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Percutaneous brachial access associated with increased incidence of complications compared with open exposure for peripheral vascular interventions in a contemporary series.

Authors
  • DeCarlo, Charles1
  • Latz, Christopher A2
  • Boitano, Laura T2
  • Pendleton, Anna A2
  • Mohebali, Jahan2
  • Conrad, Mark F2
  • Eagleton, Matthew J2
  • Schwartz, Samuel I2
  • 1 Division of Vascular and Endovascular Surgery, Massachusetts General Hospital, Harvard Medical School, Boston, Mass. Electronic address: [email protected]
  • 2 Division of Vascular and Endovascular Surgery, Massachusetts General Hospital, Harvard Medical School, Boston, Mass.
Type
Published Article
Journal
Journal of vascular surgery
Publication Date
May 01, 2021
Volume
73
Issue
5
Pages
1723–1730
Identifiers
DOI: 10.1016/j.jvs.2020.08.143
PMID: 33031886
Source
Medline
Keywords
Language
English
License
Unknown

Abstract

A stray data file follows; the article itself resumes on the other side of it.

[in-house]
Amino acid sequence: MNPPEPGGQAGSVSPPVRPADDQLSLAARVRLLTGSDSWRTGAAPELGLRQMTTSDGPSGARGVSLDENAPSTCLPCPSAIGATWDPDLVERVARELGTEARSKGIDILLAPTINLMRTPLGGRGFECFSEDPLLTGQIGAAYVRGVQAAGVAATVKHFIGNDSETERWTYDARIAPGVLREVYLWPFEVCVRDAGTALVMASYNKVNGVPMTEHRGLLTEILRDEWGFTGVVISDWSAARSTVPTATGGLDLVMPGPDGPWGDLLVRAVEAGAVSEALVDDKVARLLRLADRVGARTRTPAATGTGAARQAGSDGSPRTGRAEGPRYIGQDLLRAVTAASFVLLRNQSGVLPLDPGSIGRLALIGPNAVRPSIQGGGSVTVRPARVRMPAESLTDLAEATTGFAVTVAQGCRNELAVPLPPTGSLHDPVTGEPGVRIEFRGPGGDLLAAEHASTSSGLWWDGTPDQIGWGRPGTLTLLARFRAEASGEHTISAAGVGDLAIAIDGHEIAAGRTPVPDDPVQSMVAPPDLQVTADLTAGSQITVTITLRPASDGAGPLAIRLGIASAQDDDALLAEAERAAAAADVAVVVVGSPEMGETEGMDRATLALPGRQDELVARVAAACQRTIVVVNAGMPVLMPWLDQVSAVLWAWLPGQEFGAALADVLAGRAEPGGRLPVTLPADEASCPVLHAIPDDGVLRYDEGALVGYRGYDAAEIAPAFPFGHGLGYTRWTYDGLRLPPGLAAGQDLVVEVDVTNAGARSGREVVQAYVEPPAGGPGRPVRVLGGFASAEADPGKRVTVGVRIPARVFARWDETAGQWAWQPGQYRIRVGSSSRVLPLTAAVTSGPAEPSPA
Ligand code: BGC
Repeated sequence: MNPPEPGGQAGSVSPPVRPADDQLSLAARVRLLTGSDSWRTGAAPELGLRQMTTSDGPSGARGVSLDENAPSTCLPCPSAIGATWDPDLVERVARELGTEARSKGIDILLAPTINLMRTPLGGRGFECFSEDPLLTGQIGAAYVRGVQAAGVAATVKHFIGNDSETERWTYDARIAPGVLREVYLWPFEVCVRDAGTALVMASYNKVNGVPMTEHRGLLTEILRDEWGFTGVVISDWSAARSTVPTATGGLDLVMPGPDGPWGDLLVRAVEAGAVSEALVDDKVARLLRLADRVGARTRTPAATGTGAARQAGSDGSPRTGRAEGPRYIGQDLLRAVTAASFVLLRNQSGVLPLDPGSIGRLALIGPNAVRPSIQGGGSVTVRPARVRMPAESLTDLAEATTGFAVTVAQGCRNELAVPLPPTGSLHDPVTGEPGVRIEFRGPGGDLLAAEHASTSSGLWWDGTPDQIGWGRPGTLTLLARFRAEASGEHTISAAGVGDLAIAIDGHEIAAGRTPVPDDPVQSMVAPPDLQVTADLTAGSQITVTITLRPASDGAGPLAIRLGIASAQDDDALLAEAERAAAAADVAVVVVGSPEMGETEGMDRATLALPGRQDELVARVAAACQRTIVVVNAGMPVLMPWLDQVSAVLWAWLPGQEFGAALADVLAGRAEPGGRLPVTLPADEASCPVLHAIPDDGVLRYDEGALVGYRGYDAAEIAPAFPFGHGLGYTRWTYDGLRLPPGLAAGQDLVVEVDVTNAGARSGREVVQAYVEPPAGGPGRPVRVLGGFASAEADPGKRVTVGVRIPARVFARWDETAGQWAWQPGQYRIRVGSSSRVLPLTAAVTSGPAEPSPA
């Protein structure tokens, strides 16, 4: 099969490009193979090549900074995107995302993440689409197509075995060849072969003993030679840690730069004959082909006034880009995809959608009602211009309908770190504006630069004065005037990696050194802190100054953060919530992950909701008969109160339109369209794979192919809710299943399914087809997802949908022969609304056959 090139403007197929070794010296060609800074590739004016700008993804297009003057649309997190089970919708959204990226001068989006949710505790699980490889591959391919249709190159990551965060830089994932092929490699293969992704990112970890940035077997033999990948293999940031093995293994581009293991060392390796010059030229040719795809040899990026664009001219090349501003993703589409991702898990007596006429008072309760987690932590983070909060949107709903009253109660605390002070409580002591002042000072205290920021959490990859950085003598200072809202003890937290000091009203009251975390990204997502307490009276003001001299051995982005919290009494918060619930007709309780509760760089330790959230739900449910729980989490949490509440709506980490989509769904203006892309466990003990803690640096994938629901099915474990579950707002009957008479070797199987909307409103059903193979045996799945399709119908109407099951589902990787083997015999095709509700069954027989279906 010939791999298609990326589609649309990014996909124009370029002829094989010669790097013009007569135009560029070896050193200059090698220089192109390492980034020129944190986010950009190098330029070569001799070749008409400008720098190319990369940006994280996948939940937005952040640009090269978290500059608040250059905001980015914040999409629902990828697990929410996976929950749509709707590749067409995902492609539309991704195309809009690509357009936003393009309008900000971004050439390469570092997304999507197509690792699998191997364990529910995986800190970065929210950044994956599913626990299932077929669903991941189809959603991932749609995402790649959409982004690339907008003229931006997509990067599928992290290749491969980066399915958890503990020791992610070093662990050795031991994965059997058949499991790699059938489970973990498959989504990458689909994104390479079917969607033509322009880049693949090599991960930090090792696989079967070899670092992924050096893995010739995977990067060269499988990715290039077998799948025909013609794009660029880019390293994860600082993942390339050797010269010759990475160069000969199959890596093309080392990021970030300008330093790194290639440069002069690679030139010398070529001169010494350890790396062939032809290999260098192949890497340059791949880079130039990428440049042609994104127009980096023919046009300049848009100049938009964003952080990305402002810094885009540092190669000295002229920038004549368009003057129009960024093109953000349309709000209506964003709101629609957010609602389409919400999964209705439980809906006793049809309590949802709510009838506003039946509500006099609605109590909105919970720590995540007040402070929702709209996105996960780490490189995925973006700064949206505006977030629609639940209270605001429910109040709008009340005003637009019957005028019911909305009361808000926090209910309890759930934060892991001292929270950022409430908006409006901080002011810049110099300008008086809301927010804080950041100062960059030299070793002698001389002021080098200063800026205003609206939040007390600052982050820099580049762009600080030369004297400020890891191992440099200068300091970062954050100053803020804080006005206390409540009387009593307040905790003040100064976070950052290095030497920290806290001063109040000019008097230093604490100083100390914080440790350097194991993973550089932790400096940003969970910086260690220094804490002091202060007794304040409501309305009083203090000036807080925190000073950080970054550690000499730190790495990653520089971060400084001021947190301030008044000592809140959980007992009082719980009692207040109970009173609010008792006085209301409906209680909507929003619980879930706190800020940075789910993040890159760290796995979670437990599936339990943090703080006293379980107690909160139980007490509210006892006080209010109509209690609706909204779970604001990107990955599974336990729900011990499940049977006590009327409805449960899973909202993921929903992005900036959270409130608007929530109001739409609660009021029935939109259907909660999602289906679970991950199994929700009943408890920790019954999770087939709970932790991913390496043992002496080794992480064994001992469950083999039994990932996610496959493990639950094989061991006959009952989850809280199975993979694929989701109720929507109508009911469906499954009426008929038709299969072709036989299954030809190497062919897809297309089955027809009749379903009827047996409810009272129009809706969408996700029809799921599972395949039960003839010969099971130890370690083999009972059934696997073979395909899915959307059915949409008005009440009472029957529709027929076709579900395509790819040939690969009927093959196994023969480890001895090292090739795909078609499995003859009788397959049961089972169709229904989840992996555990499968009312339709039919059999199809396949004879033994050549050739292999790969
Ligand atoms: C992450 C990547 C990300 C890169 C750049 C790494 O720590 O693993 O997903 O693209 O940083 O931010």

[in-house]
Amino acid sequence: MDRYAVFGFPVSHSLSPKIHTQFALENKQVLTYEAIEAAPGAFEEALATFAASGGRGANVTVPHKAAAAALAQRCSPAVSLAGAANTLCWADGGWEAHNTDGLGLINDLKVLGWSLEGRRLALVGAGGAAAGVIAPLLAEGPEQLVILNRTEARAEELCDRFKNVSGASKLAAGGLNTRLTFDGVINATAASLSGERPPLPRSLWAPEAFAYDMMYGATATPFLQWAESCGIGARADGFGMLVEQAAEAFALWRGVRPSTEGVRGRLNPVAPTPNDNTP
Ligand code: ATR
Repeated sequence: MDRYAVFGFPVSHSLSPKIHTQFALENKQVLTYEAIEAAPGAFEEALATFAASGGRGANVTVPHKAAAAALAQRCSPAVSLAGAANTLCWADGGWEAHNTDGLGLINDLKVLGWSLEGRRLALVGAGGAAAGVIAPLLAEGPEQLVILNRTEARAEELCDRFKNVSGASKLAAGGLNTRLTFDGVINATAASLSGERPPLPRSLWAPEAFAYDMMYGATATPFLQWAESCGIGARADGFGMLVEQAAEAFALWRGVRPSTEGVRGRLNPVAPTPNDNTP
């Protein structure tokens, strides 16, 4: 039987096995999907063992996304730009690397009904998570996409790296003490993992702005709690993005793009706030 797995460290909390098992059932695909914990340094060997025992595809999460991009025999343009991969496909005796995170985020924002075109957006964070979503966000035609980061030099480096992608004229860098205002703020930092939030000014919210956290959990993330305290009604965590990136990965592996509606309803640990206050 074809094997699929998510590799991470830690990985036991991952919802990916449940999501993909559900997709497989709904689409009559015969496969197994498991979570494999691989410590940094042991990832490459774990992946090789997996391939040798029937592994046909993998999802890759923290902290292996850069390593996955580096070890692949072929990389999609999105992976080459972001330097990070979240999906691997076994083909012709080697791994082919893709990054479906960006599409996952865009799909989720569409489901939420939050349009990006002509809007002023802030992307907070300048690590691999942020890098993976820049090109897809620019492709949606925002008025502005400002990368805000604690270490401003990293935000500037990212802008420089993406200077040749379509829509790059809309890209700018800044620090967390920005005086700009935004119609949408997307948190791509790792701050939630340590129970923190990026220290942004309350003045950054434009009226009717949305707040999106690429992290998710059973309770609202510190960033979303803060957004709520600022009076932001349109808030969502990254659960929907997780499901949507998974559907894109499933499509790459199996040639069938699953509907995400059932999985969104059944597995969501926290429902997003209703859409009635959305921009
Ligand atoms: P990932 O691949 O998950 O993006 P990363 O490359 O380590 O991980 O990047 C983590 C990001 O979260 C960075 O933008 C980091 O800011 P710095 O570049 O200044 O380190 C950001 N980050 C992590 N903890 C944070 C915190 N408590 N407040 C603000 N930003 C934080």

Although percutaneous brachial access has been used more often for peripheral vascular interventions (PVIs), previous studies have suggested that open brachial artery exposure for access is associated with fewer complications than percutaneous access. The present study sought to determine the incidence of complications for each access method and identify the predictors of access site complications after brachial access. The Vascular Quality Initiative national database was queried for all patients who had undergone PVI with brachial artery access from 2016 to 2019. Procedures with simultaneous thrombolysis or open procedures were excluded. The primary outcome was any perioperative brachial artery access complications. Multivariable logistic regression was used to identify any associated predictors. A total of 1400 procedures had been performed for 1242 patients; 189 procedures (13.5%) had used an open exposure. The mean patient age was 67.3 ± 9.5 years, and 55.7% of the procedures were on men. No significant demographic differences were found between the open and percutaneous groups. Open exposure procedures were more likely to have used sheaths >5F (79.4% vs 59.0%; P < .001) and treated more arteries (2.0 ± 1.8 vs 1.7 ± 0.9; P < .001) but less likely to have used multiple access sites (8.5% vs 20.1%; P < .001). Access complications occurred in 7.5% of the percutaneous procedures and 1.6% of the open exposures (P = .003). Percutaneous access was independently associated with the occurrence of brachial access complications (odds ratio [OR], 5.92; 95% confidence interval [CI], 1.76-19.9; P = .004). Other associated factors included female sex (OR, 2.23; 95% CI, 1.44-3.44; P < .001), congestive heart failure (OR, 2.02; 95% CI, 1.26-3.24; P = .003), and increasing sheath size (OR, 1.36 per each 1F increase in size; 95% CI, 1.07-1.72; P = .011); diabetes was protective (OR, 0.53; 95% CI, 0.33-0.83; P = .006). Open exposure might be advantageous compared with percutaneous access for preventing complications after brachial access. However, the difference in complications was driven by hematomas that were managed nonoperatively. Operative complications were more common in the percutaneous group, although this did not reach statistical significance. Percutaneous access should be used cautiously in women, patients with a history of congestive heart failure, those without diabetes, and interventions in which larger sheaths are required. Copyright © 2020 Society for Vascular Surgery. Published by Elsevier Inc. All rights reserved.

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